What would you do if your midwife suggested you had a completely natural birth without strong painkillers...just to save the NHS £200?
According to new guidelines, family doctors are being told to discuss the issues surrounding Caesareans and the use of strong painkillers and promote a natural birth to cut back on costs.
Critics have been quick to argue that every labour is different, and although some women can have natural births others require additional medical intervention.
The guidelines aren't completely tyrannical - C-sections and epidurals are thought to slow down a mother's recovery after labour and affect breastfeeding. Plus, the new guidelines don't dismiss more commonly used painkillers like gas and air.
The guidelines, created by the Royal College of Obstetricians and Gynaecologists, the Royal College of Midwives and the National Childbirth Trust, state that the use of £1,200 C-sections and £200 epidurals should be reduced - potentially denying women the option of powerful pain relief.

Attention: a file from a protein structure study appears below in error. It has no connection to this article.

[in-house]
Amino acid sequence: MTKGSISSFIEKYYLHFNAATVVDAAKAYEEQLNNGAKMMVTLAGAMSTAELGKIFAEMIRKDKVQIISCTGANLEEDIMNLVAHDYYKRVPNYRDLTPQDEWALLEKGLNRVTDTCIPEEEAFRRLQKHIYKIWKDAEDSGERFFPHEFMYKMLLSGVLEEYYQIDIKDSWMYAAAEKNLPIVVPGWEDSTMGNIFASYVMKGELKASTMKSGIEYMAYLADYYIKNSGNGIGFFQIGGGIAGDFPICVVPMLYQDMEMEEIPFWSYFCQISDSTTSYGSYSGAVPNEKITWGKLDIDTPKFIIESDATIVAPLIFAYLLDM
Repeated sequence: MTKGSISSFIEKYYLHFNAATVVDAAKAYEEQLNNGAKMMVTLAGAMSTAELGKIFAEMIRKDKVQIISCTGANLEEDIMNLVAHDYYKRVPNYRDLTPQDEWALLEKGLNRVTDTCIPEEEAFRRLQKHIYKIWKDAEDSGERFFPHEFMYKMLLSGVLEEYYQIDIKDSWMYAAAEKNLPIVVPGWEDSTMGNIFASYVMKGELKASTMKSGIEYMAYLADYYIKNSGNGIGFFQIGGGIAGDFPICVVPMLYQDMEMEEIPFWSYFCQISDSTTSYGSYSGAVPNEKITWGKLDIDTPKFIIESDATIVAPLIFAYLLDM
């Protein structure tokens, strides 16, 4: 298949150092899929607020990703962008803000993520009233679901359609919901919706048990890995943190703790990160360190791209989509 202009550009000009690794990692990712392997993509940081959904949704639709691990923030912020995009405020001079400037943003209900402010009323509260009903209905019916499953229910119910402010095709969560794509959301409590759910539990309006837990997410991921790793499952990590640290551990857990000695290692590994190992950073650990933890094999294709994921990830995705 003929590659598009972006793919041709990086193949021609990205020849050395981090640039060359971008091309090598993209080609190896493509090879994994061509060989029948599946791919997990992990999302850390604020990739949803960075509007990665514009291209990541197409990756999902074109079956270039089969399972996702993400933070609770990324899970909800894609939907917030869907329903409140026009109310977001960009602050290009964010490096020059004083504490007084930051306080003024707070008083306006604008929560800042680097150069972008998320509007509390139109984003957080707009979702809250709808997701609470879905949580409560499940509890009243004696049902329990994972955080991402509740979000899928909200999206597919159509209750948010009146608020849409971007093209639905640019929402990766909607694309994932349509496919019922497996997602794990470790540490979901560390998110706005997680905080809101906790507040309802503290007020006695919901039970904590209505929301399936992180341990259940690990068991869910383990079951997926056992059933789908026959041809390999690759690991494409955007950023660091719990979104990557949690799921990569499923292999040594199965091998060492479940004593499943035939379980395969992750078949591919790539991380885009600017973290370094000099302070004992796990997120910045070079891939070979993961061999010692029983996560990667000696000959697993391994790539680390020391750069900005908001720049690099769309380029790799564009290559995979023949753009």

Some senior doctors and campaigners have hit back at the new rules claiming that women have the right to benefit from the vast medical resources and pain relief options that are available in modern hospitals.
Deborah Morgan, of Perinatal Illness UK, a charity which supports women with post-natal depression, told the Daily Mail Online: 'The physical and mental health of women and the lives of babies are now being compartmentalised to fit a system. It is not really in their interests, and instead is all about saving money - bottom line. Under the guise of "choice", women are being covertly pushed into accepting a supposedly cheap option."
Experts have removed the new guidelines from the Royal College of Obstetricians and Gynaecologists website in order to discuss how they should be rewritten and clarified.
What do you think?
US scientists discover recipe for first male contraceptive pill
Semen makes women happier and more affectionate (apparently!)
Could your sex toys be damaging your health?
Do our vaginas really need 'rejuvenating'? New anti-ageing and tightening cream 18 Again seems to think so